For the investor, real estate opportunities abound

By- Romana Updated: October 12th, 2019 Subject: Real Estate Expert Publication: Globe & Mail

From bricks and mortar to REITs, there are many investment options, but you should seek a diversified portfolio

Putting money into real estate has become a very popular option for people investing their money these days.

And the options for investment are varied. You can choose from buying rental properties to investing in real estate investment trusts and mutual funds with a real estate base. Also, let’s not forget that many Canadians’ pension plans are institutional investors in the national real estate market.

Don Campbell, senior analyst with the Real Estate Investment Network, says that people today are looking for ways to deploy capital that can create income, especially when yields decrease in bond and stock markets.

“Well-chosen and well-managed, and I stress well-chosen, residential rental real estate has become an increasingly more popular choice.

 

“Given current demographic and economic trends in Canada, coupled with lower mortgage interest rates, we are witnessing an increase in demand for rental living thus creating the demand one needs for long-term tenant relationship. This increase in rental demand keeps un upward pressure on rent rates, even if the real estate purchase market softens,” says Campbell.

Kelley Keehn, personal finance educator and consumer advocate for FP Canada, says real estate, like any investment class, is an important consideration for any portfolio, whether it’s owning your own home, a cottage, real estate investment trust (REIT) or rental property. Seeking the advice of an expert in the field is important.

“But, like any asset class, being properly diversified and understanding all possible risks that real estate possesses, along with liquidity constraints, is essential to understand before diving in,” she says.

“In the last decade,the alternativeinvestment ofchoice has beenreal estate. Formany, however,holdingbricks-and-mortarrental propertyjust isn’t realistic.Thankfully, thereare other ways toinvest in realestate withoutowning property.”

— Romana King, Personal finance expert

Lesley-Anne Scorgie, a personal finance expert and founder of Me-Vest, says real estate is a good tool to help diversify your portfolio, but geographic differences need to be taken into account.

“For example, Ontario has been a hot market for years whereas Alberta’s real estate market has suffered. And today there are non-traditional ways to invest in real estate; not just in physical properties, but tools like REITs make it much easier for investors to enter the market,” she says.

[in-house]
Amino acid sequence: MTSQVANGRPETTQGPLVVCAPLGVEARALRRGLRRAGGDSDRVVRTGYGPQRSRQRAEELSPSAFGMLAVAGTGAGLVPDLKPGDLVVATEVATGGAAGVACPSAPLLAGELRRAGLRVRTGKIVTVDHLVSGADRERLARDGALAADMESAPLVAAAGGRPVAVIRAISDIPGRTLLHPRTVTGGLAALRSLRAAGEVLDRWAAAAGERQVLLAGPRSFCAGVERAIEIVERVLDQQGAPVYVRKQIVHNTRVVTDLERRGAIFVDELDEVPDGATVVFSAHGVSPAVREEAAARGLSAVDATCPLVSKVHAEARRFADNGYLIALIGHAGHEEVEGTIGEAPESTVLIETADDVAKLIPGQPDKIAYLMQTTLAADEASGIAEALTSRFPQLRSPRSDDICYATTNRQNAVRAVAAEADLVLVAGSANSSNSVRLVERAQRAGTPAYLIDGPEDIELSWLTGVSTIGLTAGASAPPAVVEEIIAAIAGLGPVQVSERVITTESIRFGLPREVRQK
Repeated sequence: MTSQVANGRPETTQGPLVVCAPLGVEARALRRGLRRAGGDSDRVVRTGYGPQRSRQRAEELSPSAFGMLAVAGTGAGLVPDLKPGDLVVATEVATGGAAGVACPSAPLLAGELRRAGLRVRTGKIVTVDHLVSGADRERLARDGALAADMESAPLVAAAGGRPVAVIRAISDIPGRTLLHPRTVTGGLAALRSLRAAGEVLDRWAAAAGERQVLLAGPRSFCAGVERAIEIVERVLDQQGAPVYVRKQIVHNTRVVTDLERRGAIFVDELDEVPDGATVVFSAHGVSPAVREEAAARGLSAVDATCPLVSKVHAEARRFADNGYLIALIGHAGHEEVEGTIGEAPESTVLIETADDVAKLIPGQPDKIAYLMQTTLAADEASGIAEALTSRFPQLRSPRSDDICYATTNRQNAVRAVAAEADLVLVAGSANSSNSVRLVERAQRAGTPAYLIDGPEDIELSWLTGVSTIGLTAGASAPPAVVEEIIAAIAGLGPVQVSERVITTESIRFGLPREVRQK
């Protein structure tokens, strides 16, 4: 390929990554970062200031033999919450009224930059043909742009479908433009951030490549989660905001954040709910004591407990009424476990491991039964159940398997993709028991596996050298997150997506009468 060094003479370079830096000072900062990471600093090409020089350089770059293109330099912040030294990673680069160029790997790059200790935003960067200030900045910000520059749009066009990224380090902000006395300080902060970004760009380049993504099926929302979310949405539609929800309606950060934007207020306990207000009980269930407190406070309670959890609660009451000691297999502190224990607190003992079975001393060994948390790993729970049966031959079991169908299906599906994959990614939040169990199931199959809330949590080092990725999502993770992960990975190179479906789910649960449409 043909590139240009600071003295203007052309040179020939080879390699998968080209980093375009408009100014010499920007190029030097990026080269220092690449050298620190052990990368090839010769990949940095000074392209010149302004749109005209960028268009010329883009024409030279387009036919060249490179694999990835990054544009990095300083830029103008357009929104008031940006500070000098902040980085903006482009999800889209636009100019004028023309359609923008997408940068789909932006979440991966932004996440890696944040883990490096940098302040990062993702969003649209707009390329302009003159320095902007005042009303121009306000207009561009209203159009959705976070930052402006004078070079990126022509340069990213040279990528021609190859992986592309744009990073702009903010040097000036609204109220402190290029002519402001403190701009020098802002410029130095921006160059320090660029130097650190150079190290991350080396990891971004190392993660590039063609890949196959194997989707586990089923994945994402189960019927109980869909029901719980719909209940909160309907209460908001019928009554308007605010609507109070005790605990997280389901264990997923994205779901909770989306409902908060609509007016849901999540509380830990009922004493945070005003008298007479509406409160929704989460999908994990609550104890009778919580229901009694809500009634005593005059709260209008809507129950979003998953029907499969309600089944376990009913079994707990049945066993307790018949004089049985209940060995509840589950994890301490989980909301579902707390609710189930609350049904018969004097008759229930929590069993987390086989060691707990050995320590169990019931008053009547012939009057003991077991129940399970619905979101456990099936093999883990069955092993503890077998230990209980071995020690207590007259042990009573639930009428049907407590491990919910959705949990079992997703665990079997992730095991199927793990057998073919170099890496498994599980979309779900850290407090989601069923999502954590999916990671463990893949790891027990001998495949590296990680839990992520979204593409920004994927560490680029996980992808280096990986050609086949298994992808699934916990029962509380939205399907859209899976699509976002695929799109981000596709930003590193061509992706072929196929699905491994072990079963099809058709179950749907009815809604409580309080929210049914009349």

When it comes to building an investment portfolio the key isn’t to focus on what assets will always grow, but how diversified your asset allocation is in order to maximize growth.

For that reason, it’s integral to have complementary investments — investments that go up or stay stable even when other assets are getting clobbered by the markets, says Romana King, a personal finance columnist and award-winning real estate expert.

“In the last decade, the alternative investment of choice has been real estate. For many, however, holding bricks-and-mortar rental property just isn’t realistic. Thankfully, there are other ways to invest in real estate without owning property,” King says.

One of the most common is a REIT, which is a fund or company that earns income through its investment in real estate. Opportunities here exist in both public and private REITs.

King says that adding REITs to one’s investment portfolio can help with diversification.

“Quite often, by adding a REIT, an investor will get similar returns to stocks but with a very low correlation.

 

“In other words, you may get equity-like returns but without the same up-and-down pattern of an equity index; when stocks go down, chances are the REIT will be up. That’s because the underlying asset in a REIT is the rent collected on the basket of rental properties owned,” she says.


This content was produced by The Globe and Mail’s Globe Content Studio, in consultation with an advertiser. The Globe’s editorial department was not involved in its creation.

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